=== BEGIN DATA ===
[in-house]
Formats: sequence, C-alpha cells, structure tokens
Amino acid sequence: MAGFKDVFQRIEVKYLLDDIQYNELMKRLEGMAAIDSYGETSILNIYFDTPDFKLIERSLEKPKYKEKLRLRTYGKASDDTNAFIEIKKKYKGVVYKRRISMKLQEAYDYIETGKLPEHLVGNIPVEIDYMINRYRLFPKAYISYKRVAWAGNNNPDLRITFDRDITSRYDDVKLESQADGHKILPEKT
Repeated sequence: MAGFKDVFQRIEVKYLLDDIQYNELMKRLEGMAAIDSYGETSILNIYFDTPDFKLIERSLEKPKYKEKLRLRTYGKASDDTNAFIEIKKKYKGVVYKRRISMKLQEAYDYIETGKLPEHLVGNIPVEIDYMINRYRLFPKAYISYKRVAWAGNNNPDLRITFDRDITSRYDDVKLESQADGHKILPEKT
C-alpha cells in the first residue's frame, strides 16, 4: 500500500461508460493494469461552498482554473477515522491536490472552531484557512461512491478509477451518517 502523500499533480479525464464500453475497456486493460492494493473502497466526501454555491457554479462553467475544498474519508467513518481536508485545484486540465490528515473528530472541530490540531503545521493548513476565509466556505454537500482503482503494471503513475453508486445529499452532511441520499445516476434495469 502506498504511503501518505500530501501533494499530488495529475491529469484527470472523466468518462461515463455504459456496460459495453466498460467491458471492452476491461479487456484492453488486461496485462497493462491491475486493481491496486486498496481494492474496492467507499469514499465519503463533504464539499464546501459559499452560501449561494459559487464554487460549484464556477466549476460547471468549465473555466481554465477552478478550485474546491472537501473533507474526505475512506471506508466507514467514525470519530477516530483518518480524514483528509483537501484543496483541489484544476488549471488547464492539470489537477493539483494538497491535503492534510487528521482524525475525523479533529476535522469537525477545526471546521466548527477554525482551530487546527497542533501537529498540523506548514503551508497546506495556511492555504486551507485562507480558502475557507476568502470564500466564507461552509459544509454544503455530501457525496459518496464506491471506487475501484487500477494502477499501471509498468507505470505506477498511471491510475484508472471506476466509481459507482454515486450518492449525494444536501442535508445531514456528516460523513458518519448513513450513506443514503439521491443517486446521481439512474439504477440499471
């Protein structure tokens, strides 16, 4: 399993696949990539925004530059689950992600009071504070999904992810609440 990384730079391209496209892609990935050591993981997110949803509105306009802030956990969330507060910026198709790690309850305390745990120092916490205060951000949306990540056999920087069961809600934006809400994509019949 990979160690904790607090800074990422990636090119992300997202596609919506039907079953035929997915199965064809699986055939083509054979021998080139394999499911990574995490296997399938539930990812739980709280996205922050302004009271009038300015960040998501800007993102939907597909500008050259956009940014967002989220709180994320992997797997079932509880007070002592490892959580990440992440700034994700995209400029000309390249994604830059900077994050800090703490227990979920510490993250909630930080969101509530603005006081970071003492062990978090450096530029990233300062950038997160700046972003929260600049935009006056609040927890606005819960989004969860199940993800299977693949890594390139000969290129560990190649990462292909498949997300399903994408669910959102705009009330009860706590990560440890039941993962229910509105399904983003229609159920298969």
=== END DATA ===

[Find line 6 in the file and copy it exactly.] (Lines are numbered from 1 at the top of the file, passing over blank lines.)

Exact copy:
């Protein structure tokens, strides 16, 4: 399993696949990539925004530059689950992600009071504070999904992810609440 990384730079391209496209892609990935050591993981997110949803509105306009802030956990969330507060910026198709790690309850305390745990120092916490205060951000949306990540056999920087069961809600934006809400994509019949 990979160690904790607090800074990422990636090119992300997202596609919506039907079953035929997915199965064809699986055939083509054979021998080139394999499911990574995490296997399938539930990812739980709280996205922050302004009271009038300015960040998501800007993102939907597909500008050259956009940014967002989220709180994320992997797997079932509880007070002592490892959580990440992440700034994700995209400029000309390249994604830059900077994050800090703490227990979920510490993250909630930080969101509530603005006081970071003492062990978090450096530029990233300062950038997160700046972003929260600049935009006056609040927890606005819960989004969860199940993800299977693949890594390139000969290129560990190649990462292909498949997300399903994408669910959102705009009330009860706590990560440890039941993962229910509105399904983003229609159920298969």